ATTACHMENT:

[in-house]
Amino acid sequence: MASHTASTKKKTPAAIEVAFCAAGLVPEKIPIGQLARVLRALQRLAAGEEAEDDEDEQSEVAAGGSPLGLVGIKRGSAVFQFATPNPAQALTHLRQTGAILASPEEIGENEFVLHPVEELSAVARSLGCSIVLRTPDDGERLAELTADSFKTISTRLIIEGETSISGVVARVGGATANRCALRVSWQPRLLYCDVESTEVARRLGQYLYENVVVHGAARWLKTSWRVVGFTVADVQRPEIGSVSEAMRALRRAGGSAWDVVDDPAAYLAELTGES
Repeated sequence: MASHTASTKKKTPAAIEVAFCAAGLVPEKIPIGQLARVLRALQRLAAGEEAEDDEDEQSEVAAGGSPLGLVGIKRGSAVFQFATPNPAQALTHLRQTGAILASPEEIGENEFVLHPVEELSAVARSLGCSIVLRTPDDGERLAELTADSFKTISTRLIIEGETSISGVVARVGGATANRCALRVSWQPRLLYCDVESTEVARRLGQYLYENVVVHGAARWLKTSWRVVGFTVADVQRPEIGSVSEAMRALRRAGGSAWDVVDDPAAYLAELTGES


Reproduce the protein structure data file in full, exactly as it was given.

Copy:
[in-house]
Amino acid sequence: MASHTASTKKKTPAAIEVAFCAAGLVPEKIPIGQLARVLRALQRLAAGEEAEDDEDEQSEVAAGGSPLGLVGIKRGSAVFQFATPNPAQALTHLRQTGAILASPEEIGENEFVLHPVEELSAVARSLGCSIVLRTPDDGERLAELTADSFKTISTRLIIEGETSISGVVARVGGATANRCALRVSWQPRLLYCDVESTEVARRLGQYLYENVVVHGAARWLKTSWRVVGFTVADVQRPEIGSVSEAMRALRRAGGSAWDVVDDPAAYLAELTGES
Repeated sequence: MASHTASTKKKTPAAIEVAFCAAGLVPEKIPIGQLARVLRALQRLAAGEEAEDDEDEQSEVAAGGSPLGLVGIKRGSAVFQFATPNPAQALTHLRQTGAILASPEEIGENEFVLHPVEELSAVARSLGCSIVLRTPDDGERLAELTADSFKTISTRLIIEGETSISGVVARVGGATANRCALRVSWQPRLLYCDVESTEVARRLGQYLYENVVVHGAARWLKTSWRVVGFTVADVQRPEIGSVSEAMRALRRAGGSAWDVVDDPAAYLAELTGES